With the HomePod, Apple is taking a proven strategy that has worked for them many times. In my opinion, there is very little doubt that it will easily surpass other “smart speaker” sales, simply by virtue of targeting a proven and vastly larger market.

Quick Thoughts on the 2017 WWDC Keynote

  1. HomePod illustrates very clearly how Apple thinks differently from the rest of Silicon Valley. Here, Apple is going after a market that exists and a need that has been explicitly sought after by consumers. Apple is simply providing a significantly better solution to this market. This is similar to how the iPod entered a market already built and served by the Sony Walkman, and is similar to how the iPhone entered one already built by Nokia and Blackberry. This is in contrast to Amazon and Google who are trying to create a new market. The market adoption dynamics will be very different.
  2. Safari’s tracker blocking solution is interesting and will protect users privacy. Importantly, customers have noticed and have been worried about the spooky retargeting ads, and by providing a remedy for this, Apple will position itself well. Equally important however is that this will not significantly change the dynamics of the advertising market. My position is that targeting itself has not significantly contributed to the shift to digital marketing, and only to the relative market share among the digital advertising networks and Google/Facebook. The real driver of ad spend is still eyeballs and has been this way for decades. Neither ad blocking nor tracker blocking will change this. My prediction remains unchanged that Google will continue strong growth for the next few years, but will drop to single digit growth around 2020 due to saturation of the digital advertising market as a whole and competition from Facebook.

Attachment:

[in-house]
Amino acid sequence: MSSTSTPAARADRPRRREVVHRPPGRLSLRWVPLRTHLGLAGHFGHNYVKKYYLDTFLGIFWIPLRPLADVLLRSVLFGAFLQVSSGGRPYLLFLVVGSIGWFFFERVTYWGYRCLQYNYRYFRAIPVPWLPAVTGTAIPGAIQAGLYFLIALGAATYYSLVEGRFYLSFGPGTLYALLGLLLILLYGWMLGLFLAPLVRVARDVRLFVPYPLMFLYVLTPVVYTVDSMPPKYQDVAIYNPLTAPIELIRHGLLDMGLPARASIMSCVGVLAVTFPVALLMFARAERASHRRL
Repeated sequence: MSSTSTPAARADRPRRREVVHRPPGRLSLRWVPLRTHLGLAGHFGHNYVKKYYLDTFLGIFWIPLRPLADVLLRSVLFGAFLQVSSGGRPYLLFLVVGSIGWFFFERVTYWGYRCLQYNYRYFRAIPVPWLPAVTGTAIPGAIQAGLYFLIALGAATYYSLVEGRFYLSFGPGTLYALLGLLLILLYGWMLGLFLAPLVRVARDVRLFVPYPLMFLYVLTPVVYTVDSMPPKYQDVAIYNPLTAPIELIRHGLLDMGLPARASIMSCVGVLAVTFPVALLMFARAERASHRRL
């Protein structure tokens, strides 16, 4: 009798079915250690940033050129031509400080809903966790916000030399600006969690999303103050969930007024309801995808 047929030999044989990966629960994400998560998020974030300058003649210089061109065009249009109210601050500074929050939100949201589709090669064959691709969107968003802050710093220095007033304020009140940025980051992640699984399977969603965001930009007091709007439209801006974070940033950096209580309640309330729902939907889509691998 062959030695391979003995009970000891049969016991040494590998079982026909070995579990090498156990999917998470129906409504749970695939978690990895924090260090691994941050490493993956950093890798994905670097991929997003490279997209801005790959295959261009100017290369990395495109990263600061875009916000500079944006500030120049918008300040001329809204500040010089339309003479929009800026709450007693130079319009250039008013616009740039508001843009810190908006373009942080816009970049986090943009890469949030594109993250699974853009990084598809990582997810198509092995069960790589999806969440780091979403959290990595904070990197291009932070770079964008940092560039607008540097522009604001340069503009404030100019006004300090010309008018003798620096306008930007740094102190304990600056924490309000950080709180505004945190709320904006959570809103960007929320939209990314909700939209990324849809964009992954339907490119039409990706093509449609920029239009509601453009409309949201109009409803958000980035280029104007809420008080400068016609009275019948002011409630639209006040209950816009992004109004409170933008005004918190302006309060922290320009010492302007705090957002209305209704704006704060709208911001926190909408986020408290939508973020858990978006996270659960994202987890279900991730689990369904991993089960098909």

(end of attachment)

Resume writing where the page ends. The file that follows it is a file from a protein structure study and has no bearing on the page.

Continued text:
3. The iOS 11 improvements for the iPad are hugely significant, especially in combination with the work that Apple has been doing with IBM and other corporate IT vendors/consultants. Although there still likely remain obstacles that will not make the iPad a true replacement for laptops, the improvements are large enough to encourage many people to give the iPad a second look as a work machine. We can safely predict an uptick of iPad revenue going into the later half of 2017.

State Of Online Advertising And Google’s Growth Prospects

In a previous post I discussed how Google’s growth was upper bound by total ad spending budget which has remained almost constant for a century, and that this suggested that double digit revenue growth at Google would probably end before 2020.

In simple terms, there is no longer room in the advertising industry for both Google and Facebook. Since Facebook has more momentum, it is likely that we will see Google being increasingly squeezed. Although the total digital ad spending will likely still see mid double digit growth, Facebook will take the majority of this growth and Google will probably drop to single digit growth before 2020.

The graph below is from a Morgan Stanley report and provides a forecast of the internet advertising landscape.

We can see that the combined revenue of YouTube and Google Search is projected to decline from 42% market share to 41%. This is a bit more optimistic than my prediction that Googles revenues will be squeezed, but nonetheless, it forecasts that Google will only be able to grow at the digital advertising average. (This year, this was mid double digits but according to eMarketer, this will drop to about 3% + total ad industry growth in 2020.)